Anyway, as mentioned in my May update, my emergency fund isn’t looking too shabby now, with the equivalent of about 4 months’ living expenses, courtesy of some of my redundancy payout.

So that’s my investment/savings plan for the next couple of years or so.

It’s not set in stone and is subject to change depending on what obstacles life (or government legislation) throws at me and will be reviewed as required.

How are you investing for your future?

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17 thoughts on “Investment Strategy – updated

  1. Good luck. Im similar about 85% of my portfolio is equity. My cash holdings themselves are in things like P2P so they too are fairly high risk. However I have 20+ years. Well done on your income. Im a bit behind you but made £500 in 2016. So far in 2017 Im up to £480 so Im hoping I might get somewhere near the £1000 by December. Keep going!

    • Thanks Sharespur

      If you have 20+ years to go but your dividends are already at £480, you’re well on your way to having a fantastic income! Good luck with the £1k goal by the end of the year!

  2. Hi Weenie,

    Always interesting to see the update and any changes. Good luck with the ongoing investment, keep throwing the money in and it will build up faster than you would think.
    £3k a year in income being thrown off, covering your bills, is a really nice place to be – it takes so much of the day to day worry out of things.
    I am really jealous of your Ernie wins – I’ve not had anything yet, that means it will be saving up for the big one soon 😉
    Keep up the good work, and hope the new job is keeping you busy and enjoyable!

    • Hi FiL

      Yep, £3k to cover those bills will be a great place to be. The stretch would be to cover ALL my bills but I’ll be happy with just the basics!

      My ex-boss seems to get a premium bond prize every month yet he claims he hasn’t maxed out his allocation – I don’t believe him! Good luck with yours and hope you hear from ERNIE soon! 🙂

  3. weenie,

    Thanks for the update on your strategy. Its always interesting to see practical examples of how people go about organising their savings.

    I had a brief look at your shares and ITs and see there is quite a mixed picture on returns for your shares but a more consistently positive return from your investment trusts (and I imagine also with your index funds). Just wondering what are your thoughts?

    • Hi DIY

      To be honest, until you mentioned the returns, I hadn’t noticed as I’ve not really been paying attention to the values. I’m painfully aware that I still own the likes of Tesco and Standard Chartered, but I hang on in hope that they will start paying dividends again (I think Tesco are planning to soon). At some point, I may have to cut my losses and offload them but I might give them a while longer.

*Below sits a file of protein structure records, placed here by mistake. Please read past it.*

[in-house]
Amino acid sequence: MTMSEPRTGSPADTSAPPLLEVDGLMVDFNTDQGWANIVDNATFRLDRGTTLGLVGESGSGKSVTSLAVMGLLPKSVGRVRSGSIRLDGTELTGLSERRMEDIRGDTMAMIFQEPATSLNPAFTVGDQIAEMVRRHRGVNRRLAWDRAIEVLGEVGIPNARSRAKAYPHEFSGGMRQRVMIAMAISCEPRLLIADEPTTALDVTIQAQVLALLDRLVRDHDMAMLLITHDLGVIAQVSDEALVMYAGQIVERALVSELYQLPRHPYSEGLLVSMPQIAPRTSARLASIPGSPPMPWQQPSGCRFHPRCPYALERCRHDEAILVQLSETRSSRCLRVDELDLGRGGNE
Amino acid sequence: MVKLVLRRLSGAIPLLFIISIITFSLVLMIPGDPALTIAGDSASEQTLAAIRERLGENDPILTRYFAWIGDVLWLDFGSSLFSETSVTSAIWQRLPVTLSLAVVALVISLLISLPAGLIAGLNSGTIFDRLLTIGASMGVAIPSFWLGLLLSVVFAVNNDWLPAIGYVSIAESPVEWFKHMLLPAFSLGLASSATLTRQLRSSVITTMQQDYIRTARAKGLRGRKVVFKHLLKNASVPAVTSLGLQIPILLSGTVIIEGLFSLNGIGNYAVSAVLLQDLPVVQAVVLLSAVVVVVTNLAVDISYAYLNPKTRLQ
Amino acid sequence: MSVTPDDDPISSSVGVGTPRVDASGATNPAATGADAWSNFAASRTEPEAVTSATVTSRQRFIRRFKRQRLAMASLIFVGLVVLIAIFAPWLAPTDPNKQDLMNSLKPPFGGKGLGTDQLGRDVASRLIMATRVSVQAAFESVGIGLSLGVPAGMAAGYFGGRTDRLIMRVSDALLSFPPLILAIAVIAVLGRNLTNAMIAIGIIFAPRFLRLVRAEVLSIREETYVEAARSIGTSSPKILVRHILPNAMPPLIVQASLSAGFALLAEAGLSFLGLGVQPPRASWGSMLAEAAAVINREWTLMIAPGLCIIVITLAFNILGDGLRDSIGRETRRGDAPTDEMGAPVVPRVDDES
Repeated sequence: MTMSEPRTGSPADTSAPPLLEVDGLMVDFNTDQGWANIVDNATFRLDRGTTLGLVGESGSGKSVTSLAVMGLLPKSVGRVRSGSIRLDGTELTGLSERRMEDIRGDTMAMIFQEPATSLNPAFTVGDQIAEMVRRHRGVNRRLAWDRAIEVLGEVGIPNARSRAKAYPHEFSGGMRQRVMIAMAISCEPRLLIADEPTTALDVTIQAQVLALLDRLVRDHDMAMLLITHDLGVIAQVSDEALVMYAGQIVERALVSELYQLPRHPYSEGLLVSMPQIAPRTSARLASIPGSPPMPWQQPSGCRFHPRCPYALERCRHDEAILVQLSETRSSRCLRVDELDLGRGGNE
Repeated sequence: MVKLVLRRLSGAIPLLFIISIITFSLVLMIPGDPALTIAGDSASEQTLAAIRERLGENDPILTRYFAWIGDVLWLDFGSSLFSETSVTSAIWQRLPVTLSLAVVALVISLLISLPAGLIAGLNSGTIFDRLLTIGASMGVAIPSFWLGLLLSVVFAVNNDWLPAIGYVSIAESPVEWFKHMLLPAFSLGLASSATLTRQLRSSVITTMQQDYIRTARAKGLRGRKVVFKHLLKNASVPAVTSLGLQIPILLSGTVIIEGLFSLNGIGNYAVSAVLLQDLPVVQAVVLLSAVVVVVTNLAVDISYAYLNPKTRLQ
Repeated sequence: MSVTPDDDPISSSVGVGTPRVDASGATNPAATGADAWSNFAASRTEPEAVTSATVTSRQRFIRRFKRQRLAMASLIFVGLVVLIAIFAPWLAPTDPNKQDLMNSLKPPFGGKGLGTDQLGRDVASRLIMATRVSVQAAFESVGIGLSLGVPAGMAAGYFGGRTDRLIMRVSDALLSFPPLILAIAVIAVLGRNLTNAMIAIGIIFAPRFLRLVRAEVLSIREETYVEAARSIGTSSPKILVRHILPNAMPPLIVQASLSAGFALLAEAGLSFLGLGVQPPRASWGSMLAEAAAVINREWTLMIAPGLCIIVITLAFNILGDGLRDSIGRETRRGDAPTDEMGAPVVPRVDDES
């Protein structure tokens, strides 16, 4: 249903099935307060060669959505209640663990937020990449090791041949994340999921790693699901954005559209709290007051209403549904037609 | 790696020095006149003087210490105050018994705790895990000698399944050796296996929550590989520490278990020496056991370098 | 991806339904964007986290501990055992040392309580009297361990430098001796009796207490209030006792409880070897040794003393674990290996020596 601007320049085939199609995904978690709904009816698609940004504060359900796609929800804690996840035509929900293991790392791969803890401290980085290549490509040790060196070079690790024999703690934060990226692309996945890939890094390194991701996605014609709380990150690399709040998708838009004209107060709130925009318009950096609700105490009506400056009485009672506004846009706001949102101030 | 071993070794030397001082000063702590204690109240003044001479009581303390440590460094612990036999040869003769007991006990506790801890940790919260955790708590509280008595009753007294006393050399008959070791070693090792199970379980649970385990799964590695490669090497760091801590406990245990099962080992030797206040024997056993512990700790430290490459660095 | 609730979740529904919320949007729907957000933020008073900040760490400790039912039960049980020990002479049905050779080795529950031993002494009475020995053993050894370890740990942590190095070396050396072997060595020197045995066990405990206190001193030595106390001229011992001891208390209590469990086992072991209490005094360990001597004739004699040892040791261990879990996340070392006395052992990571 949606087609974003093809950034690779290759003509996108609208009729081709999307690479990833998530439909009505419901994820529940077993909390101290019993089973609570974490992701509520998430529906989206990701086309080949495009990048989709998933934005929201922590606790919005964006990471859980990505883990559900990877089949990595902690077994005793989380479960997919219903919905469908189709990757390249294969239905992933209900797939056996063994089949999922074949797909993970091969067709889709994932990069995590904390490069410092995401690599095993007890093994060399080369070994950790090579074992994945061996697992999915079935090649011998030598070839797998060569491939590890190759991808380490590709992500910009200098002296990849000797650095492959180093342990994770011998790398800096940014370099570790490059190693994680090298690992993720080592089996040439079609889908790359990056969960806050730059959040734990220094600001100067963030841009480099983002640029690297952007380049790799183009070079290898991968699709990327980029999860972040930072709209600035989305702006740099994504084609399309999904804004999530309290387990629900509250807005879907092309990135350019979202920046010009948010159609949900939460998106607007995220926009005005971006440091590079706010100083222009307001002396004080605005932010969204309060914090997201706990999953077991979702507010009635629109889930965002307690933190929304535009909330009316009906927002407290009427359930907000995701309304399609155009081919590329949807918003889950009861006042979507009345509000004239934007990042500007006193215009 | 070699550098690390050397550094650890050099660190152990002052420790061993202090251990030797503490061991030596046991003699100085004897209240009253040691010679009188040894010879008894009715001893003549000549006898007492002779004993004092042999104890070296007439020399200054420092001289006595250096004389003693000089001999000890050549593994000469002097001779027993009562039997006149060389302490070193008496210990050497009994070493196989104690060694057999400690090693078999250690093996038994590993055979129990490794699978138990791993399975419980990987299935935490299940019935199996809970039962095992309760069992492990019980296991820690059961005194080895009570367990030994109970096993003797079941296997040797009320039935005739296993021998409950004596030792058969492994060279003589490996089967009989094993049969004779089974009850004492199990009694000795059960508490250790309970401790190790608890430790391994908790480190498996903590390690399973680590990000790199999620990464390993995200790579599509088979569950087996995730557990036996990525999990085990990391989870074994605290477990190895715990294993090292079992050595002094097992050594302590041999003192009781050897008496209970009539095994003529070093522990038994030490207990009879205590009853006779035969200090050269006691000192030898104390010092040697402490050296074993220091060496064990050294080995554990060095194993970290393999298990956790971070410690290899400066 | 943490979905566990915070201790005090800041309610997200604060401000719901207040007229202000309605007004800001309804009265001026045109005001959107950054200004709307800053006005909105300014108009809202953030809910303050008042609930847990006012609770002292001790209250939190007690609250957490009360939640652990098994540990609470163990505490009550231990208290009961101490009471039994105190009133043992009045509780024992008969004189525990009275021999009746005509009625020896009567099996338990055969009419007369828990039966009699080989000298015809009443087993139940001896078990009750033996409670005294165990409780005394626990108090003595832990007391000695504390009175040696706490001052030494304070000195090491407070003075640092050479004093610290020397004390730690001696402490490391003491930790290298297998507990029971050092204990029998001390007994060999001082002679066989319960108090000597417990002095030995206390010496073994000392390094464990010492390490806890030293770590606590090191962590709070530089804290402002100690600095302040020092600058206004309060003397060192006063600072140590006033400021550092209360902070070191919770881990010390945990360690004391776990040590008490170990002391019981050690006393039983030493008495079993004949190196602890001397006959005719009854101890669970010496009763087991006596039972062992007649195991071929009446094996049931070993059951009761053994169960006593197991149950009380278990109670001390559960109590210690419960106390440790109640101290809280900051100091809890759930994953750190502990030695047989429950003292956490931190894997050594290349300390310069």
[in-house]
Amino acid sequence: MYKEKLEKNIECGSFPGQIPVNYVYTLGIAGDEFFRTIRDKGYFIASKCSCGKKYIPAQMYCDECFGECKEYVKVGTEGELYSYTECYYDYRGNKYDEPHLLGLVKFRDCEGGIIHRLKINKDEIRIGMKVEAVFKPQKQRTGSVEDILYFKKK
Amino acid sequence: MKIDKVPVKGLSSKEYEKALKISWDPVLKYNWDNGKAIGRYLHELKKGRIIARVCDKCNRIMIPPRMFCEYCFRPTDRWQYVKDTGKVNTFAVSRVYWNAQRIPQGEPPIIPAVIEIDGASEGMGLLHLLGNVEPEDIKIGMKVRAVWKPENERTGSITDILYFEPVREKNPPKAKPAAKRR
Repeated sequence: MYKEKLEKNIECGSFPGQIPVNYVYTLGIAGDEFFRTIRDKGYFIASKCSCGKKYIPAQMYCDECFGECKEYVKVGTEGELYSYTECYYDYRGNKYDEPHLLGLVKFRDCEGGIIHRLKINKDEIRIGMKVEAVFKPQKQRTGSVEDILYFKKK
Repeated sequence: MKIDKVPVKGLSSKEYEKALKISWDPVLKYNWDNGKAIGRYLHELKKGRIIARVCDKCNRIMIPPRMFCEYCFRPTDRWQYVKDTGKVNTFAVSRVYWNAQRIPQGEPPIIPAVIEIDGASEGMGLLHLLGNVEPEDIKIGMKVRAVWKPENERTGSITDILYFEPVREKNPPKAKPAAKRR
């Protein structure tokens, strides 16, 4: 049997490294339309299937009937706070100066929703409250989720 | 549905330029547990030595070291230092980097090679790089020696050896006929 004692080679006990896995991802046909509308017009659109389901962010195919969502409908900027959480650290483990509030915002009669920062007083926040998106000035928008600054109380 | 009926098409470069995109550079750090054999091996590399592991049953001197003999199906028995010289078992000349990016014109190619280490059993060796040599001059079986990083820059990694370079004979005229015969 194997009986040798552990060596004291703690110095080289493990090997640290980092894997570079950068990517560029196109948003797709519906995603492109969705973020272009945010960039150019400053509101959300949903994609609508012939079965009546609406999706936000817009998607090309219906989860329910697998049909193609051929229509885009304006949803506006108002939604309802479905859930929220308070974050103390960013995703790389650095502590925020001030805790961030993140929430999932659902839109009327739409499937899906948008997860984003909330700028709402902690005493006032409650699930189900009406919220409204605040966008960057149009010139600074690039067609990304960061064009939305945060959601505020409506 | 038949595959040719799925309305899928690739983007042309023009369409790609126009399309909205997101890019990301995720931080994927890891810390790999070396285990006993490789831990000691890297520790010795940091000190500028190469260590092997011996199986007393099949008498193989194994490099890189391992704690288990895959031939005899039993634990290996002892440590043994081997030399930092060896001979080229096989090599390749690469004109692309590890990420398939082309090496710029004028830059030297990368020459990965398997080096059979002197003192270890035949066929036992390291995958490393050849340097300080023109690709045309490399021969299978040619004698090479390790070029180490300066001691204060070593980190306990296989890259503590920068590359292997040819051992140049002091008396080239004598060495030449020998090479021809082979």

4. Best of luck with your new strategy! I have just started on the journey to FI, and have planned to do many of the things you mention in your post and some I already do. Just started matched betting this month, going slow to start to make sure I dont make any mistakes. I shall watch out for your updates:)

  5. Excellent update, thanks Weenie. Really helpful to see the ‘big picture’ of how someone is investing, as it helps give some comparison for what I’m doing. I’m planning to put more into my 60/40 equity/bond tracker fund ISA, lump sum rather than regular savings, and am cautious because the market is high and I’m not sure how I’ll cope when it falls. Are you comfy with the 85% in equities because you’re confident the market will have recovered by the time you need the funds? I’m probably more risk averse, but am already worrying slightly about my 12 year investment horizon!

    • Glad this has been useful to you, Sarah.

      I wouldn’t say that I am confident the market will have recovered by the time I need my funds. It’s more that I am just comfortable with the level of risk I’m taking at the moment.

      As my portfolio gets bigger and I get older, I’m certain I will change my tune and find that I’m not so comfortable, in which case I will start shifting the balance towards bonds/cash. I too have no idea how I’ll cope when the market crashes. I do know however that I will not sell in a panic.

  6. Sorry if you’ve said this, I just stumbled across your blog. Do you own your house, do you class that as an investment contribution?
    Good luck.

    • Hi Sam

      Thanks for stopping by. I live alone in the family home and pay ‘rent’ to my folks. I say ‘rent’ because it’s obviously not the going market rate. My own property (which I do class as an investment) is a one-bed flat which I rent out. I purchased this using the funds from the sale of my first house, the one I shared with my ex.

      If my folks decide to sell the family home at some point, then I will either move into my flat, or find somewhere to rent myself.

      • That’s a great arrangement, so having rent means a larger income for you, plus the payments you make to the principal should be included in your savings rate. Plus the equity adds to your net worth.
        Good going

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  9. I really think you’d be much better off investing in one simple fund Vanguard Lifestrategy 80. But I wish you all the best and hope you reach FI soon!

    • Hi hwal

      In time I will simplify further and have one fund but with the investing platforms I have, it’s cheaper to have investment trusts and ETFs. I’ll be updating my investing strategy soon.